29. Døving, K.B., Dubois-Dauphin, M., Holley, A., and Jourdan, F. (1977) Functional anatomy of the olfactory organ of fish and the ciliary mechanisms of water transport, Acta Zool. (Stockh.), 58: 245–255.CrossRefGoogle Scholar
  30. Døving, K.B., Selset, R., and Thommesen, G. (1980) Olfactory sensitivity to bile acids in salmonid fishes, Acta Physiol. Scand., 108: 123–131.PubMedCrossRefGoogle Scholar
  31. Dudek, J. and Caprio, J. (1985) “Additional” evidence for acidic, basic and neutral amino acid olfactory receptor sites in the catfish, Assoc. Chemorecept. Sci. Abst., 7: 49.Google Scholar
  32. Easton, D.M. (1971) Garfish olfactory nerve: easily accessible source of numerous long, homogeneous nonmelinated axons, Science, 72: 952–955.CrossRefGoogle Scholar
  33. Eller, P.A., Rowley, J.C., III, and Moran, D.T. (1985) The “rod cell” in trout olfactory epithelium: fact or artifact, Assoc. Chemorecept. Sci. Abst., 7: 451.Google Scholar
  34. Erickson, J.R. and Caprio, J. (1984) The spatial distribution of ciliated and microvillous olfactory receptor neurons in the channel catfish is not matched by a differential specificity to amino acid and bile salt stimuli, Chem. Sens., 9: 127–141.CrossRefGoogle Scholar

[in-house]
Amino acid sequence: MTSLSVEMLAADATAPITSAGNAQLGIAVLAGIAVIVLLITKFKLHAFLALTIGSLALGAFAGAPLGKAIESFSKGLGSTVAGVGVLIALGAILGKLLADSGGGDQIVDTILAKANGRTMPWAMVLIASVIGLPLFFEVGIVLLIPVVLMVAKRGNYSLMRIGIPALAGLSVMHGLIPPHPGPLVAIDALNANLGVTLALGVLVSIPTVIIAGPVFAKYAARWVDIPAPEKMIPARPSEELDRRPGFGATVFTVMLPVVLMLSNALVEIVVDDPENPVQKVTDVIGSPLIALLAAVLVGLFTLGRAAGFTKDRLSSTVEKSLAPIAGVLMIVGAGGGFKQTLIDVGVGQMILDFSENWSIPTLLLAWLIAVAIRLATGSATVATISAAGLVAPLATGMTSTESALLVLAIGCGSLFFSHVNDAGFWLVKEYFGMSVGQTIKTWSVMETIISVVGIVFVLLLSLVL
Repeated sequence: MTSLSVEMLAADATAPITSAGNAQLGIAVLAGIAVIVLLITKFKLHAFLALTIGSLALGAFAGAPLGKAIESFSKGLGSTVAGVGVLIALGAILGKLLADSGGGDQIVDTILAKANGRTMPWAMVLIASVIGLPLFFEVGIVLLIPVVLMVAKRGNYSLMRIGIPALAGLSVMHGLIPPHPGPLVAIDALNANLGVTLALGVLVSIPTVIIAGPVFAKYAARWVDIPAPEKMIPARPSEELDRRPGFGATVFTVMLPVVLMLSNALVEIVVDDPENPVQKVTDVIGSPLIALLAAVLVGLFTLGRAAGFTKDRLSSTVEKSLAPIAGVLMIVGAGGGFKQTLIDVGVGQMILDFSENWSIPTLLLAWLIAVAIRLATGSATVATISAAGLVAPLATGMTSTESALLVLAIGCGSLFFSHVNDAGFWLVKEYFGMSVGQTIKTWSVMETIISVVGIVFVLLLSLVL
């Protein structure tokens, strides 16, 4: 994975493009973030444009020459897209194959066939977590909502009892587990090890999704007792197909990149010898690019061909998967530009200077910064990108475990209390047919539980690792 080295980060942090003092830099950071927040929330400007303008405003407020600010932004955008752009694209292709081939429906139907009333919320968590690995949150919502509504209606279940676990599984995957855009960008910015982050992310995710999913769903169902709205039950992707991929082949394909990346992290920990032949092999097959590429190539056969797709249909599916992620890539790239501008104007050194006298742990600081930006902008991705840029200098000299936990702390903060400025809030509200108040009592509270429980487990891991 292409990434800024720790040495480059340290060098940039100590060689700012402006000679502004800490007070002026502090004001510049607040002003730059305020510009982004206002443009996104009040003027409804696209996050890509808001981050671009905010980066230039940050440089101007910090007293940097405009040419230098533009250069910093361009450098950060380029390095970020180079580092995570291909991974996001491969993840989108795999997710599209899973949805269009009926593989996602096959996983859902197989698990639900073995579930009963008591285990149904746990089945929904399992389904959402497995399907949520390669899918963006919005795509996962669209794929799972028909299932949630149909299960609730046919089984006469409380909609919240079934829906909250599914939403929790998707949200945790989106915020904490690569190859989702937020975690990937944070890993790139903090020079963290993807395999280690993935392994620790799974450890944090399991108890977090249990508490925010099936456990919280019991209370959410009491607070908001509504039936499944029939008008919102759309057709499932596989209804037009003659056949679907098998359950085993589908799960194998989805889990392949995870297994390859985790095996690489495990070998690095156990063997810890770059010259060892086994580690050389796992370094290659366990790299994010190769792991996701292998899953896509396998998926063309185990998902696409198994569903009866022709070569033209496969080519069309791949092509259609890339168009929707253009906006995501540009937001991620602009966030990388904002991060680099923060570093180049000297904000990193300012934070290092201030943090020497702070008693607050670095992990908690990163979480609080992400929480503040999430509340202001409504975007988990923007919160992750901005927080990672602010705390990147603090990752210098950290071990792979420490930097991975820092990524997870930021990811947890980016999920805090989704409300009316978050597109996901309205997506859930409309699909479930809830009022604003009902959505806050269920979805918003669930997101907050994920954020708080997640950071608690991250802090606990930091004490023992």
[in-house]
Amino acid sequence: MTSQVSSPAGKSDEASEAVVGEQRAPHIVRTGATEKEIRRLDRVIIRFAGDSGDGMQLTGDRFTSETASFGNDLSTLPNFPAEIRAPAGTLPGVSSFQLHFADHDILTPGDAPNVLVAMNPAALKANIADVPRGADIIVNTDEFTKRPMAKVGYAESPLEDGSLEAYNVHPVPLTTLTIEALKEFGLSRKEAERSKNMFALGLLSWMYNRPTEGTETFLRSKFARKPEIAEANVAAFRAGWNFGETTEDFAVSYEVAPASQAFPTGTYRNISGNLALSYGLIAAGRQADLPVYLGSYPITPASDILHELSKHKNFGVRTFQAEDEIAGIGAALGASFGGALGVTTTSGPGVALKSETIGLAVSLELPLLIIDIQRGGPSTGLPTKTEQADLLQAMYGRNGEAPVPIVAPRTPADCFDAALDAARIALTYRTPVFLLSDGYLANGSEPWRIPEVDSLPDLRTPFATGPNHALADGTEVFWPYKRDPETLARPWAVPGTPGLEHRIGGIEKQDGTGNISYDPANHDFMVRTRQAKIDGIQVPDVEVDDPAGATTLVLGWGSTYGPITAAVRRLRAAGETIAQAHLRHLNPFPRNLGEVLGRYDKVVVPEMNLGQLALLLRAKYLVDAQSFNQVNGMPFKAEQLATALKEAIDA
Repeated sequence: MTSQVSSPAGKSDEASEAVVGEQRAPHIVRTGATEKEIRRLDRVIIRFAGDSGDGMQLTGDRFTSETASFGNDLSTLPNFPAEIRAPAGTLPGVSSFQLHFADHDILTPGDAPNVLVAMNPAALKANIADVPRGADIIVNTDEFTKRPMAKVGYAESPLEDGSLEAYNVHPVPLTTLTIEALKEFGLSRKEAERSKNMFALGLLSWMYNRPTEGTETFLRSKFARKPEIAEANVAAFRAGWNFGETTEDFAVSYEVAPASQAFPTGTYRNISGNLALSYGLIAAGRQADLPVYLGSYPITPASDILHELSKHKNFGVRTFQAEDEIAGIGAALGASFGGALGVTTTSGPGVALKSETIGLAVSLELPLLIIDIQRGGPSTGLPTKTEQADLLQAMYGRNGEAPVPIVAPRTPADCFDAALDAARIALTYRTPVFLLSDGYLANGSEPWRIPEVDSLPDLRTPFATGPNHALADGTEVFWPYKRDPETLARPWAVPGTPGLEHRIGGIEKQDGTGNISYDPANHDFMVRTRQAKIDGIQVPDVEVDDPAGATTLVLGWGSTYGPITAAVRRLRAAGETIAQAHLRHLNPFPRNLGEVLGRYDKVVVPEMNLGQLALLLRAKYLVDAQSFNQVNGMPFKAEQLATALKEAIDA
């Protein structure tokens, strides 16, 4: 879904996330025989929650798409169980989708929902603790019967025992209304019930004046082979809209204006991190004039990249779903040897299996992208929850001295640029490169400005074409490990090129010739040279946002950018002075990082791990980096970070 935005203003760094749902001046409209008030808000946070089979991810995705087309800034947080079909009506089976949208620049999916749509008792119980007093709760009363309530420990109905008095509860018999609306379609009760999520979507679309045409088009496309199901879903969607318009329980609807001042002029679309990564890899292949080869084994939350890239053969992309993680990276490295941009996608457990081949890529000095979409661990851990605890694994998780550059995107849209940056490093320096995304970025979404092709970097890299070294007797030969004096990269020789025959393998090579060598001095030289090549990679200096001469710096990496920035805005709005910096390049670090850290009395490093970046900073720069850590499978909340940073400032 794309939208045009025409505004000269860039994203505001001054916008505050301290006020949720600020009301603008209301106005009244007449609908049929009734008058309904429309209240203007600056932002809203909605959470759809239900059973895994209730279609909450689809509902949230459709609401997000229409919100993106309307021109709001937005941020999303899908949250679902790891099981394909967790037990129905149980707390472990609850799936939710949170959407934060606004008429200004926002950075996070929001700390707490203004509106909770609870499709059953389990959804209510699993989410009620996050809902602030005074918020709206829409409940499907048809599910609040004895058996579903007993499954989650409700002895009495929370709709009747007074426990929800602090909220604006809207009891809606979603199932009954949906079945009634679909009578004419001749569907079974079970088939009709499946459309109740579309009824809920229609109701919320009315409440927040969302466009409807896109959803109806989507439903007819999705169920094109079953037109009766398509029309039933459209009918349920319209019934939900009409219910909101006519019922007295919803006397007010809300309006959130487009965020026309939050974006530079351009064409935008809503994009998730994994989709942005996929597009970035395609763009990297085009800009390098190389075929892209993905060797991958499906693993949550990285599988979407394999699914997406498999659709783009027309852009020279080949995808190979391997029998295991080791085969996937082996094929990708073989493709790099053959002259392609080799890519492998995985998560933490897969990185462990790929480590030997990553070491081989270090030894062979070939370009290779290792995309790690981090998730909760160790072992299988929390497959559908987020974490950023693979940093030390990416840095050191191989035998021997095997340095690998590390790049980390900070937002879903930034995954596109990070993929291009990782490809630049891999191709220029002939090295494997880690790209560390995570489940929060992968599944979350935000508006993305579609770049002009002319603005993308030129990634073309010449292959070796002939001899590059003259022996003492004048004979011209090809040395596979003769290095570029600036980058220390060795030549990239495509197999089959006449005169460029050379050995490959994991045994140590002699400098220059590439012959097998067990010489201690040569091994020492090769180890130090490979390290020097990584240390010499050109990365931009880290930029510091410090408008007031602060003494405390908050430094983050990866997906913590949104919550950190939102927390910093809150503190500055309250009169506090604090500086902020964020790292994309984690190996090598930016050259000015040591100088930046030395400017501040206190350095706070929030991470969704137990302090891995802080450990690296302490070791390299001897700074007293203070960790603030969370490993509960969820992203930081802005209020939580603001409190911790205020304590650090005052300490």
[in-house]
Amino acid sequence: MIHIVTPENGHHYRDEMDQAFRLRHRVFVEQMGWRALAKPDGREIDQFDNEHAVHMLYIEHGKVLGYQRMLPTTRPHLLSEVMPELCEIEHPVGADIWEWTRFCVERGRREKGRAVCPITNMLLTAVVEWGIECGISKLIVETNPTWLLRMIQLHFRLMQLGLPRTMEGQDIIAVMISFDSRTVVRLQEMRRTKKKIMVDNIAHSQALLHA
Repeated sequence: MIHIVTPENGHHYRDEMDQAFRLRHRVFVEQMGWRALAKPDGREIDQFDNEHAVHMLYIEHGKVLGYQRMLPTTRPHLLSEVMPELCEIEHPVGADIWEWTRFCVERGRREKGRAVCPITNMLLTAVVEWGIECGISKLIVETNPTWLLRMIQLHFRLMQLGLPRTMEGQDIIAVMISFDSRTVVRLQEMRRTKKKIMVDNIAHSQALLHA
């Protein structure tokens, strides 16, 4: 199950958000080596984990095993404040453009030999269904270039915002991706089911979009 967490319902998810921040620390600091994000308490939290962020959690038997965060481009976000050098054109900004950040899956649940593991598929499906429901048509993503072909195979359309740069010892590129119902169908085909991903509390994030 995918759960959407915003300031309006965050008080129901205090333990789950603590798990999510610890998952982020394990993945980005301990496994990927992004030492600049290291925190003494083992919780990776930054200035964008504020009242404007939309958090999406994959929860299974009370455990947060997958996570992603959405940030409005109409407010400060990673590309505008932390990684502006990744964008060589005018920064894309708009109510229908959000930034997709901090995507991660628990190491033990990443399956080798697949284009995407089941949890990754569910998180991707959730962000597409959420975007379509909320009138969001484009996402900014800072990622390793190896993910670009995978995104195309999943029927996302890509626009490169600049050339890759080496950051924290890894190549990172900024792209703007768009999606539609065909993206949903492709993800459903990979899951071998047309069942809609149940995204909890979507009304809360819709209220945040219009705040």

35. Farbman, A.I. (1980) Renewal of taste bud cells in rat circumvallate papillae, Cell Tissue Res., 13: 349–357.Google Scholar
  36. Finger, T.E. (1982) Somatotopy in the representation of the pectoral fin and free fin rays in the spinal cord of the sea robin, Prionotus carolinsus, Biol. Bull., 163: 154–161.CrossRefGoogle Scholar
  37. Gardner, W.S. and Lee, G.F. (1975) The role of amino acids in the nitrogen cycle of Lake Mendota, Limnol. Oceanogr., 20: 379–388.CrossRefGoogle Scholar
  38. Gemne, G. and Døving, K.B. (1969) Ultrastructural properties of primary olfactory neurons in fish (Lota lota L), Am. J. Anat., 126: 452–476.CrossRefGoogle Scholar
  39. Goh, Y. and Tamura, T. (1978) The electrical responses of the olfactory tract to amino acids in carp, Bull. Jpn. Soc. Sci. Fish, 44: 341–344.CrossRefGoogle Scholar
  40. Goh, Y. and Tamura, T. (1980) Olfactory and gustatory responses to amino acids in two marine teleosts-red sea bream and mullet, Comp. Biochem. Physiol., 66C: 217–224.Google Scholar
  41. Graziadei, P.P.C. and Metcalf, J.F. (1971) Autoradiographic and ultrastructural observations in the frog’s olfactory mucosa, Z. Zellforsch. Mikrosk. Anat., 116: 305–318.PubMedCrossRefGoogle Scholar